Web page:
Untreated pigs (sentinel animals) were kept in the stable after powder treatment of six other pigs for four days. Analysis of the plasma demonstrates that only small amounts of sulfadiazine are detectable in plasma (day 1 and 4 < LOQ) (Fig. 2), but with concentrations in the urine up to 3.5 μg/ml on the first day of housing in the stable (Fig. 4).

Fig. 4
figure 4

Urine concentration of sulfadiazine (SDZ) in six untreated pig, all of which were housed in the stable after removing orally treated pigs (25 mg/kg BW over four days) and after dry cleaning; data are shown as mean + standard deviation; LOQ = 0.1 μg/ml


One aim of the present study was to examine the amount of environmental pollution of a commonly used oral dosage form (powder) of the test substance sulfadiazine in a pig stable during a four-day treatment in comparison to two other dosage forms. This general understanding is necessary since examinations of Hamscher et al. (2003) demonstrated that antibiotic residues (parent or metabolites) can be determined in stable dust during two decades [22]. Therefore, sulfadiazine powder was added to the powder feed, was mixed and was directly given to the pigs in a tub. The results of the dust samples demonstrate the importance of dust reduction in the stable of antibacterially treated animals, since sulfadiazine treatment via powder resulted in dust contaminations at all localisations in the stable. The difference in the degree of contamination in the different areas shows no satisfying correlation to the distance to the feeding area but may be explained by the air movement in the stable. Consequently, air movement resulting from the air conditioning has to be considered to reduce antibiotic contamination of untreated animals, but also the animals itself may be the reason for this differences, since trouble in the tub during feeding may lead to swirl up small dust particles containing sulfadiazine [21, 25].

The ability of other oral dosage forms to diminish environmental contamination of sulfadiazine around treated pigs in comparison to powder feeding was examined in a second experimental setup. Therefore, pellets and granula were manufactured. Sedimentation dust samples and aerosols revealed amounts of sulfadiazine lower than the LOQ (maximum amounts of 0.1 to 0.2 μg/m3 air) for both dosage forms. Even 10 % and 20 % of the recommended dosage given via powder feed, resulted in sulfadiazine contamination of the stable, that are sometimes even higher than dust samples collected during treatment with the recommended dosage given via pellets or granula.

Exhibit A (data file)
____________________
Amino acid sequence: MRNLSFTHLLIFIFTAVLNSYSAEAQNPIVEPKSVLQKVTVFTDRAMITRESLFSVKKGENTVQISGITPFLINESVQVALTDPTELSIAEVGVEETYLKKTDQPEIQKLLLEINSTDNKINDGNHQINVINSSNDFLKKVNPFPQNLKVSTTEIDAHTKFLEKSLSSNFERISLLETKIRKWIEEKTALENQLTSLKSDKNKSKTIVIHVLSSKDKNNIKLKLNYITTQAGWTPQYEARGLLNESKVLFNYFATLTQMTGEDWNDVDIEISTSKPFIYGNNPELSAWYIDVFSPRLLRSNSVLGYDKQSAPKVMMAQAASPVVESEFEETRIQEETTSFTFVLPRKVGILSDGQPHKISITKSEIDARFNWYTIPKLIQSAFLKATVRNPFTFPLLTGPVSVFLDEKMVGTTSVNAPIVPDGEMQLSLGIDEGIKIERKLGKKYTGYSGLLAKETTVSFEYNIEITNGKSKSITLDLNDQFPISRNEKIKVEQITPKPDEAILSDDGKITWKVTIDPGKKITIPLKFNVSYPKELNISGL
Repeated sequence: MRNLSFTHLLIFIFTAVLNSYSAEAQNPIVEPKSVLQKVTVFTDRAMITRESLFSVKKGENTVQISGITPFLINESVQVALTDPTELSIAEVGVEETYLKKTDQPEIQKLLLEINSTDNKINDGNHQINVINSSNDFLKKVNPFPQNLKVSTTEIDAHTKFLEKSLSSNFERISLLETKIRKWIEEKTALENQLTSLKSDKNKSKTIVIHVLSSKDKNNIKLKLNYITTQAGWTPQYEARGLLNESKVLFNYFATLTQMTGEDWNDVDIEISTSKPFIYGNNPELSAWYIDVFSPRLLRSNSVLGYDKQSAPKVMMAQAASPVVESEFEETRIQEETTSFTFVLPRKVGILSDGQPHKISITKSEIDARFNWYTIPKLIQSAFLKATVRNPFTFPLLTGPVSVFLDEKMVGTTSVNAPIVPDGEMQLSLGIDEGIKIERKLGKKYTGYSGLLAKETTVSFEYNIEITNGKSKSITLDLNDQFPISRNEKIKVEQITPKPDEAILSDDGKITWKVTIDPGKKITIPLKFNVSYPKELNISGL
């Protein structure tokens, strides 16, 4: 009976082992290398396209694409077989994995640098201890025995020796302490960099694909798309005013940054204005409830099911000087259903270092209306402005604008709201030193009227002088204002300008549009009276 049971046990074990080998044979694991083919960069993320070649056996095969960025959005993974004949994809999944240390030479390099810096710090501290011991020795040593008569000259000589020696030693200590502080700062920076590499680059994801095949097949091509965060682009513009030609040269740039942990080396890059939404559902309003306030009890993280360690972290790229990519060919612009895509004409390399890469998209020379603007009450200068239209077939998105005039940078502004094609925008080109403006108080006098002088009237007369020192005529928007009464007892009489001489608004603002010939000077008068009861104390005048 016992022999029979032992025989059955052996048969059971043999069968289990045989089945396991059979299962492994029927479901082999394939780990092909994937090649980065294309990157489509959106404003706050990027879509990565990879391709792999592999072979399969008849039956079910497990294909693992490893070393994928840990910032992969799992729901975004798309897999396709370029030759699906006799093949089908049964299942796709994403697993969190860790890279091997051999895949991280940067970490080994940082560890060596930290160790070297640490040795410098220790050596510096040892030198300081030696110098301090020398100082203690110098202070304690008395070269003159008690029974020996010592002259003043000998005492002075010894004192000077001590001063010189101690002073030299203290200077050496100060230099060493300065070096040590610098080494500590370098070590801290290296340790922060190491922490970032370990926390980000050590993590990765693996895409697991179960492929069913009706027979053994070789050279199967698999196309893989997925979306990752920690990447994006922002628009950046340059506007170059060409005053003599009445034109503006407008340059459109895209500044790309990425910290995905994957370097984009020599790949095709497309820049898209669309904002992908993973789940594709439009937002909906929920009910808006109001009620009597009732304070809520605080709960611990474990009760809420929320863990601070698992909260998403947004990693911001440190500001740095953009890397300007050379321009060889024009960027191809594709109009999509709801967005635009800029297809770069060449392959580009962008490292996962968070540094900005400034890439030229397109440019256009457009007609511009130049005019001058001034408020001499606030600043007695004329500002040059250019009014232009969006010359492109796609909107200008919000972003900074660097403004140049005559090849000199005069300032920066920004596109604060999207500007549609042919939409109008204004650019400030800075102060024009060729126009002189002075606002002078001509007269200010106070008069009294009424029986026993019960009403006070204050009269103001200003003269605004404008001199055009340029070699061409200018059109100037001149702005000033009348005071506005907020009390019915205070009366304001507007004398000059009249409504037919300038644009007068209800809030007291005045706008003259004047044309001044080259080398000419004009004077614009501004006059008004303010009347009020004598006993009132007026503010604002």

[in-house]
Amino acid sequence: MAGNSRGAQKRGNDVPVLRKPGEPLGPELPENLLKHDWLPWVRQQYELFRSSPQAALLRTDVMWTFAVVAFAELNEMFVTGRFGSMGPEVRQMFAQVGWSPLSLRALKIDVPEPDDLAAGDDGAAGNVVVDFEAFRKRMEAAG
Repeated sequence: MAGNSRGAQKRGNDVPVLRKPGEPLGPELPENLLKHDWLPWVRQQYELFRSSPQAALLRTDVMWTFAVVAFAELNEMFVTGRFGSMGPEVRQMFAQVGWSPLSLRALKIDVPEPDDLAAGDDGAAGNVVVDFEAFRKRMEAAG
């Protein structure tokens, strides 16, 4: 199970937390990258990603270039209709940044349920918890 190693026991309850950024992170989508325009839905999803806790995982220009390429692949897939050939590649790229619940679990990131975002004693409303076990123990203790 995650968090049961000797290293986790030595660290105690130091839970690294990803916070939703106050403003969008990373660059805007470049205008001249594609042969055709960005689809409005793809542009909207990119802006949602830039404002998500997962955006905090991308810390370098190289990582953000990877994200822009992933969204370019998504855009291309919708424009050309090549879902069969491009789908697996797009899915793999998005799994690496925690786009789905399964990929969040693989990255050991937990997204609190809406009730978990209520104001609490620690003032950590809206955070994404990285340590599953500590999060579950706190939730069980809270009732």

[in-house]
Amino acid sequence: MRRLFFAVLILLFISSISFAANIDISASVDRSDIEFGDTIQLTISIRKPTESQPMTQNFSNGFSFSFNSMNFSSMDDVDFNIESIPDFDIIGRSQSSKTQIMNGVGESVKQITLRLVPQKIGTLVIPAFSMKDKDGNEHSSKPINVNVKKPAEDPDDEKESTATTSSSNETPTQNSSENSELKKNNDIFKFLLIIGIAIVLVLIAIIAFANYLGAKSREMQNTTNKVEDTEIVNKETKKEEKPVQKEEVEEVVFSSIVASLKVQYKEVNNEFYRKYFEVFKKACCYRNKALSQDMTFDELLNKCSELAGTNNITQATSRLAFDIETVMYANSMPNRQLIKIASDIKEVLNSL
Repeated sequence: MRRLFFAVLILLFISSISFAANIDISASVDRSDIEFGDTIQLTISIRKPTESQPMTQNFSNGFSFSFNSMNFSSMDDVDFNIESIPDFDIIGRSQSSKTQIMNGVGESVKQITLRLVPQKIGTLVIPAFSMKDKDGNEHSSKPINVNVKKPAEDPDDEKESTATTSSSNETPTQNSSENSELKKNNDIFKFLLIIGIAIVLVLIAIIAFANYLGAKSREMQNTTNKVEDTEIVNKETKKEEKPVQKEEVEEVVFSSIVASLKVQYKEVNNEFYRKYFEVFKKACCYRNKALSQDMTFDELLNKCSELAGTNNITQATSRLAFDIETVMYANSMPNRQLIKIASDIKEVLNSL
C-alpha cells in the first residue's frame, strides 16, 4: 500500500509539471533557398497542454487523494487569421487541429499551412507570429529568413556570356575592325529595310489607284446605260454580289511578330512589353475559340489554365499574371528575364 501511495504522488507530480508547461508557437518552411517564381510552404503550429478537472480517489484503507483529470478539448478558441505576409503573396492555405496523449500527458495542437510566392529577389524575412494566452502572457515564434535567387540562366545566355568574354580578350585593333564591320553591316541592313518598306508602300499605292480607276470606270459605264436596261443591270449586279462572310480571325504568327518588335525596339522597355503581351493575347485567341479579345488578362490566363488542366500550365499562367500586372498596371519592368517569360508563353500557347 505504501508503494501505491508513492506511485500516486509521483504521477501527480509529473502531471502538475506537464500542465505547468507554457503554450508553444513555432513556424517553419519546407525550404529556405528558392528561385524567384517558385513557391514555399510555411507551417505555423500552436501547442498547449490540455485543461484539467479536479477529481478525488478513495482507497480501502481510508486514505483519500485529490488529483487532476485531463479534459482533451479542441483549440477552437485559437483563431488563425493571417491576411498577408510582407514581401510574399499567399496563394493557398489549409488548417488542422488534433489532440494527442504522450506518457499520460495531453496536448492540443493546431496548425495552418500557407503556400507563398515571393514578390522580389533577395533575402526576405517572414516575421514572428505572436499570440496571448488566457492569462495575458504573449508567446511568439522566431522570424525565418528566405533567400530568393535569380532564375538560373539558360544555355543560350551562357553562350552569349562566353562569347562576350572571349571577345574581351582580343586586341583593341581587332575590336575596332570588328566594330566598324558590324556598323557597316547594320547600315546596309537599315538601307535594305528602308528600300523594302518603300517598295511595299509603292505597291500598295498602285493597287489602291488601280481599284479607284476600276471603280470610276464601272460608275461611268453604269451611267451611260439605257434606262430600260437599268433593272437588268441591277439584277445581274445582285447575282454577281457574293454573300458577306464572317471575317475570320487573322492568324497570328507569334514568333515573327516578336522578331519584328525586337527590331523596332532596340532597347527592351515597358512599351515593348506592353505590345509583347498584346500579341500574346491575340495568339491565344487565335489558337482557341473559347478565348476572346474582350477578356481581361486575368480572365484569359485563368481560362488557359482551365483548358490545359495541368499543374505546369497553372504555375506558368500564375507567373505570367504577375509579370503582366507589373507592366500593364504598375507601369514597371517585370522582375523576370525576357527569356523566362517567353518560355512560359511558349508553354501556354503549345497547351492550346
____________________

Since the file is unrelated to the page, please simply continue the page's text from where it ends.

Potential causes of this significantly lower sulfadiazine concentration in the environment of pellet and granula feeding in comparison to powder treatment have to be considered. First of all, the origin of dust has to be elucidated, since dust represents a mixture of particles deriving from the litter, the animals (skin, hair, faeces), and the food [21, 26]. The litter was the same in all experimental setups, so that this can be excluded as main reason for dust reduction. The animals had all the same background, age and weight and were housed under the same conditions, but since sulfadiazine is excreted mainly via the urine, the excretion rates caused by differences in the bioavailability of the different dosage forms had to be investigated. Therefore, plasma and urine samples of all treated animals were determined during the experiment and revealed similar plasma and urine levels for all dosage forms. Since all dosage forms exhibited nearly the same bioavailability, it can be concluded that the sulfadiazine distribution took place during the feeding process in dependence to the dosage form.

The possibility to absorb antibiotic residues from the environment was shown by Kietzmann et al. (1995) and raised the question if the detected sulfadiazine concentration in the environment during powder feeding is high enough to affect untreated animals in the dry cleaned stable. Therefore, untreated pigs (sentinel animals) were kept in the stable after powder treatment of six other pigs for four days. Analysis of the plasma demonstrates that only small amounts of sulfadiazine are detectable in plasma (day 1 and 4 < LOQ), but with concentrations in the urine up to 3.5 μg/ml on the first day of housing in the stable. This is not astonishing, since the stable was only dry cleaned and in sedimentation dust and aerosol samples exhibited sulfadiazine concentrations up to 1.9 μg/mg sedimentation dust and 1.6 μg/m3 air. To get knowledge about the magnitude of absorption, the comparison of the sentinel animals with the subtherapeutic dosages treated animals demonstrates that urine concentrations of the sentinel animals were 3–8 times lower than the sulfadiazine concentration in urine of the animals treated with 10 % of the recommended dosage.